Data and Image Analysis Special Interest Group Meeting,
SBS 10th Conference – Orlando, Florida, September 13, 2004
In spite of some confusion regarding the date and time of the meeting, the word apparently got out, and approximately 50 people participated in the meeting.
The first item of business was a very brief review of the very brief activity over the last year. Essentially no activity had taken place, and there had been very little traffic on the Yahoo group devoted to discussion of issues relevant to this SIG. The main action point from last year’s meeting was to set up a vehicle to share best practices in dose-response data analysis. This still needs to be done. It was generally agreed that more effort needed to be put into collecting various bits of reference material on data analysis and placing it on the SIGs website. The topic of creating an XML-based standard for plate readers was again brought up for the benefit of new participants; again, no interest was generated.
Next, Ilya Ravkin of Vitra Bioscience made a quick presentation of a simple analysis of the content of posters and presentations at this year’s SBS meeting. According to this analysis, there were more than twice as many posters and presentations dealing with some aspects of image analysis or with high content assays versus “ordinary” numerical data analysis. Ilya made the point that this fact must be recognized in the structure of SBS SIGs. One way would be to create a new SIG devoted specifically to this topic, at the risk of diluting and drawing people away from the existing DA/IT SIG. Alternatively, the remit of the DA/IT SIG should be expanded to include this topic. After some discussion, it was decided that the better course, at least for the time being, was to expand the remit of the DA/IT SIG to include data analysis issues specific to high content screening. If this topic takes over the discussion in the DA/IT SIG, or if members not doing HCS or image analysis feel left out, the issue of creating a new SIG will be raised again at that time. This issue will be on the agenda at next year’s meeting.
The technical topic for this year’s meeting was a panel discussion on how data analysis of high content assays differs from data analysis in traditional screening, and whether new tools and metrics were needed. Four panelists had been selected, each of which had made either a poster or oral presentation at this SBS meeting on some topic relevant to high content data analysis. Each panelist began by giving a short summary of his or her poster or presentation. The panelists and their topics were as follows:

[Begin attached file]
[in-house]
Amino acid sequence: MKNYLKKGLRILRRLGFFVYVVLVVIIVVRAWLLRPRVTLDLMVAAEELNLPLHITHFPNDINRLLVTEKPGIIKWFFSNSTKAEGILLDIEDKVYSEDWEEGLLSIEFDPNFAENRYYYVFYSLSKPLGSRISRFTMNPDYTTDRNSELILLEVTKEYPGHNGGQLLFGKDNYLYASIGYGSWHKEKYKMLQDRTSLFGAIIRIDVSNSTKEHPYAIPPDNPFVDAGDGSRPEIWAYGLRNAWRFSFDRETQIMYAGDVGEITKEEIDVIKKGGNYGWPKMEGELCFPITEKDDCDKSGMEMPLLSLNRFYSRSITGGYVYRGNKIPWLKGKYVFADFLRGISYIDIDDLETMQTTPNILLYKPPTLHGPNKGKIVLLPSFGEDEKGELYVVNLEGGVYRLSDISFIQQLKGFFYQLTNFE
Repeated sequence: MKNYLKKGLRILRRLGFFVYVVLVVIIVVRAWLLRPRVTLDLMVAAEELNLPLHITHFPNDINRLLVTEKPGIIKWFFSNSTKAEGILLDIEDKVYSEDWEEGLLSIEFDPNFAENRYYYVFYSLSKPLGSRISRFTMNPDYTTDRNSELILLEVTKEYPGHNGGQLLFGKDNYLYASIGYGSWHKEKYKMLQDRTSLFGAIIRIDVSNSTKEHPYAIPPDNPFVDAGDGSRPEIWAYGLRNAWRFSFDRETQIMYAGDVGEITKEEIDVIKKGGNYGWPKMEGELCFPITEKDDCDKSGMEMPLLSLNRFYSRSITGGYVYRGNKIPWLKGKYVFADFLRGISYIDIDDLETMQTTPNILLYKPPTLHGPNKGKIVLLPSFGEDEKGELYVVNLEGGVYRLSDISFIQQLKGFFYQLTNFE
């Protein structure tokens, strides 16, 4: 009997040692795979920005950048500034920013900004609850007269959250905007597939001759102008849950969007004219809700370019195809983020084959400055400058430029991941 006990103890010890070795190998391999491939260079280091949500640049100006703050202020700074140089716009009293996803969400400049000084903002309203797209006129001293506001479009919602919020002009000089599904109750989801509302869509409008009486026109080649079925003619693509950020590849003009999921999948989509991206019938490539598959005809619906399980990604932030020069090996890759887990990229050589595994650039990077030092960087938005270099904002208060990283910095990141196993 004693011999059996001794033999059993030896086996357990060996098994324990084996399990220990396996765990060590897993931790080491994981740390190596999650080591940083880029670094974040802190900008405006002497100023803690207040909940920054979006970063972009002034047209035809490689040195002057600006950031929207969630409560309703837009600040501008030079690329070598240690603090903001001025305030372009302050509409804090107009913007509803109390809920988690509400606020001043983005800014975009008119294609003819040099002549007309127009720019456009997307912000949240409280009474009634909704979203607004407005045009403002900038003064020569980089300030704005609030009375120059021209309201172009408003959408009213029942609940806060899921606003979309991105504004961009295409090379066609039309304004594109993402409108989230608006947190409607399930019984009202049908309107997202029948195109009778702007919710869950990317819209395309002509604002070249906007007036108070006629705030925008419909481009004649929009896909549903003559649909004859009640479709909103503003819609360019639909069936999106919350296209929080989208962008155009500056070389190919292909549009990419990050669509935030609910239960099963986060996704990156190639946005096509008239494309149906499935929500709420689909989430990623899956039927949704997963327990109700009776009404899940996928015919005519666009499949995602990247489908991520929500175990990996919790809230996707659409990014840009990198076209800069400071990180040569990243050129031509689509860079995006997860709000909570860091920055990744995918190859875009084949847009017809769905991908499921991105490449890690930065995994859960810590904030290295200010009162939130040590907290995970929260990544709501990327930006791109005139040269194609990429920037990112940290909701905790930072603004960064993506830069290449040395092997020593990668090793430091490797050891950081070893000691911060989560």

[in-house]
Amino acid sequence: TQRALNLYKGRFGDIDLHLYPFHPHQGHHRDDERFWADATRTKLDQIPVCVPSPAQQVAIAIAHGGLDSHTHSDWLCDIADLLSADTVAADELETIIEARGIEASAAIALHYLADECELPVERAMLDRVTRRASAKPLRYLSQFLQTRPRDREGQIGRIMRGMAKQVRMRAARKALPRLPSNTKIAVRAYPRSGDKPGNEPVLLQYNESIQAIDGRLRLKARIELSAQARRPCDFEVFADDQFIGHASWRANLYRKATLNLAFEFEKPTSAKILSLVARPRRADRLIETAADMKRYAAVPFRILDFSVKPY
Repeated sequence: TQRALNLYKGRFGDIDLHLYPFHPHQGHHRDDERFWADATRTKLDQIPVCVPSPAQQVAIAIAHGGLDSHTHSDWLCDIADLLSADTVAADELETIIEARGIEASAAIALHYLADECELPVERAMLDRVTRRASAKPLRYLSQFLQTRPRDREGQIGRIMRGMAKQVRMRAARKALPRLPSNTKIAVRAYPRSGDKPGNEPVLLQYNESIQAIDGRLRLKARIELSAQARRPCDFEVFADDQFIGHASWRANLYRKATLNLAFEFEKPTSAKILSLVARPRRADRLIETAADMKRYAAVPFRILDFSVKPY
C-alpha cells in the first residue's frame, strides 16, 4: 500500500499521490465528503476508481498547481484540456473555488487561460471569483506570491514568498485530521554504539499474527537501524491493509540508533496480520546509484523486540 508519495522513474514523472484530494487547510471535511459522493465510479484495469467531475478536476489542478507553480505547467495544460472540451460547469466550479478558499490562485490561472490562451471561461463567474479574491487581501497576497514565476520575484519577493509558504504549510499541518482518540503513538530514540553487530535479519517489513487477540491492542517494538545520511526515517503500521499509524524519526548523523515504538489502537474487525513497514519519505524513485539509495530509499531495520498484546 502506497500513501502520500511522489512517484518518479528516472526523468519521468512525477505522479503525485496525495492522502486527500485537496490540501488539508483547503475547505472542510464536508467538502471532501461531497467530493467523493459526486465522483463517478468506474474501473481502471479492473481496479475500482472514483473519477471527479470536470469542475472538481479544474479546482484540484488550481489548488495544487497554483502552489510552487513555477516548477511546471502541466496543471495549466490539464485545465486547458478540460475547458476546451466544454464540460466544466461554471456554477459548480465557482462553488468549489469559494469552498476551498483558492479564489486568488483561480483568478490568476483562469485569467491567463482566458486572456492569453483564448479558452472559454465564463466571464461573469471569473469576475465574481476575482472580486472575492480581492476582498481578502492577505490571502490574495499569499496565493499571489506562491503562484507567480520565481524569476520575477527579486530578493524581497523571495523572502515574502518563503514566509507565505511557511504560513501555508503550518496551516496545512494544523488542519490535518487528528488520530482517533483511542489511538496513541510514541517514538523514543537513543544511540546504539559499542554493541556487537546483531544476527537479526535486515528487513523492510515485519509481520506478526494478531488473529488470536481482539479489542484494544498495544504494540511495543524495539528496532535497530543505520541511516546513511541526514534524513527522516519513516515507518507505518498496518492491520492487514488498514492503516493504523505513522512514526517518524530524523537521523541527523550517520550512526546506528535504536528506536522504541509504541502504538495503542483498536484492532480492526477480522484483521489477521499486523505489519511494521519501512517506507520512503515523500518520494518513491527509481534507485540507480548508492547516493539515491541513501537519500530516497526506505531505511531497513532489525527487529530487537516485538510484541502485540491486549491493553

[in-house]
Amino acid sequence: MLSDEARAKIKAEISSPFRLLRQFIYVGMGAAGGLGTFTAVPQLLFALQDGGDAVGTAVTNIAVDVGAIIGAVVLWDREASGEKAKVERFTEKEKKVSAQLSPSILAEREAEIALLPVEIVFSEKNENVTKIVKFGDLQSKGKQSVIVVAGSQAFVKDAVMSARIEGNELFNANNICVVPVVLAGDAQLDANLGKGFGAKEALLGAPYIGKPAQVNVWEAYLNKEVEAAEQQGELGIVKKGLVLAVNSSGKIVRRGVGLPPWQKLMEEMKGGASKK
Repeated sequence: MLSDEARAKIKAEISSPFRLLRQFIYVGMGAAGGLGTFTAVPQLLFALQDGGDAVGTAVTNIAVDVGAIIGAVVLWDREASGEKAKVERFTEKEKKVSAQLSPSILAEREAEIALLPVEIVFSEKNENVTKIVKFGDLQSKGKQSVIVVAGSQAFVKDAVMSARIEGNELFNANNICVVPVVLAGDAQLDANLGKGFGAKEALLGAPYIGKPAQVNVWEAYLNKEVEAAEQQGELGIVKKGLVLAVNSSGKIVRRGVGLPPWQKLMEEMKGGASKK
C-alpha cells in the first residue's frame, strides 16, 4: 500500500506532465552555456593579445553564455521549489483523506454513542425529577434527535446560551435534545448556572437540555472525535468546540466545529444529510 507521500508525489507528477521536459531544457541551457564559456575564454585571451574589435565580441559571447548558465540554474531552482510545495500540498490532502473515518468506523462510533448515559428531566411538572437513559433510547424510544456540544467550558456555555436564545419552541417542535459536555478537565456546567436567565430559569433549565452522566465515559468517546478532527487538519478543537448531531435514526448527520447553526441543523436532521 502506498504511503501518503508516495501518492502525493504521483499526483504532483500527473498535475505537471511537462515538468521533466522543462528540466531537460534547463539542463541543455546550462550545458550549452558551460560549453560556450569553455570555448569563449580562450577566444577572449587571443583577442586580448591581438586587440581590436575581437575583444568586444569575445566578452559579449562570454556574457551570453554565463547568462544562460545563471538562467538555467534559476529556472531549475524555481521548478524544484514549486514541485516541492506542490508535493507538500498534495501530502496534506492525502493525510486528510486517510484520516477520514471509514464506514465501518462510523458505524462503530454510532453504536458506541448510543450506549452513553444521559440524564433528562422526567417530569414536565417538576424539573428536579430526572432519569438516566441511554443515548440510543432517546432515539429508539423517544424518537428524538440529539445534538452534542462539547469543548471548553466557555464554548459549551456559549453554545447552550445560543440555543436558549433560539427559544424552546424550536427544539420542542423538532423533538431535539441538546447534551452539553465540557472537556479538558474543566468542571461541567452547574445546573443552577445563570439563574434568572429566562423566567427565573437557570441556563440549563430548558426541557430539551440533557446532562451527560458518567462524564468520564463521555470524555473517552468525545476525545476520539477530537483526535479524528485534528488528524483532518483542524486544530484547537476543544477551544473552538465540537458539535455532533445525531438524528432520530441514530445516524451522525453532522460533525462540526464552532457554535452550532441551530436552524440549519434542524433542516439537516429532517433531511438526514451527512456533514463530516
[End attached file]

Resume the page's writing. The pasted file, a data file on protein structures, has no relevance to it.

Ilya Ravkin of Vitra Bioscience. Ilya presented data showing that the Z and Z’ metrics currently used so widely in screening data analysis could be affected by image analysis to make an assay appear to have a higher diagnostic value than it actually had and suggested taking the whole dose curve into account for determining assay quality.
Liz Roquemore of GE Healthcare. Liz reviewed her award-winning poster of last year in which she also showed that Z and Z’ were not necessarily the best assay metrics, and described some other metrics which might be more robust.
Mark Collins of Cellomics. Mark reviewed some of the techniques used in the Cellomics software to extract more information from images to better reject artifacts.
Søren Møller of BioImage. Søren presented the results of a re-analysis of a large HCS screening campaign at BioImage using data mining techniques, demonstrating that more information could be obtained from the existing image analysis result data, and that it was possible to reject more artifacts and make better decisions regarding which compounds to carry forward.
The discussion centered on two main topics:
Statistical validity of Z measures; their proper and intended use and possible subjective factors.
General considerations about quality measures for image-based assays. This area is the interface between image analysis with its traditional quality assessment as correspondence with manual analysis and high throughput screening with its quality measures based on statistics of the defined assay states. The clash of these two approaches is generating many interesting and fruitful ideas.
Over the coming year we plan to discuss data interchange standards and comparison of image analysis algorithms for some important assays as well as any other topics that may come up in the interim. These topics will form the agenda for the next year’s DA/IT SIG meeting.
Finally, on behalf of the DA/IT SIG, I would like to thank Liz, Mark, Ilya, and Søren for their participation in the panel discussion. I would also like to thank Ilya for his help in organizing this year’s meeting.
Kurt Scudder, Matrical, Inc., SIG chairman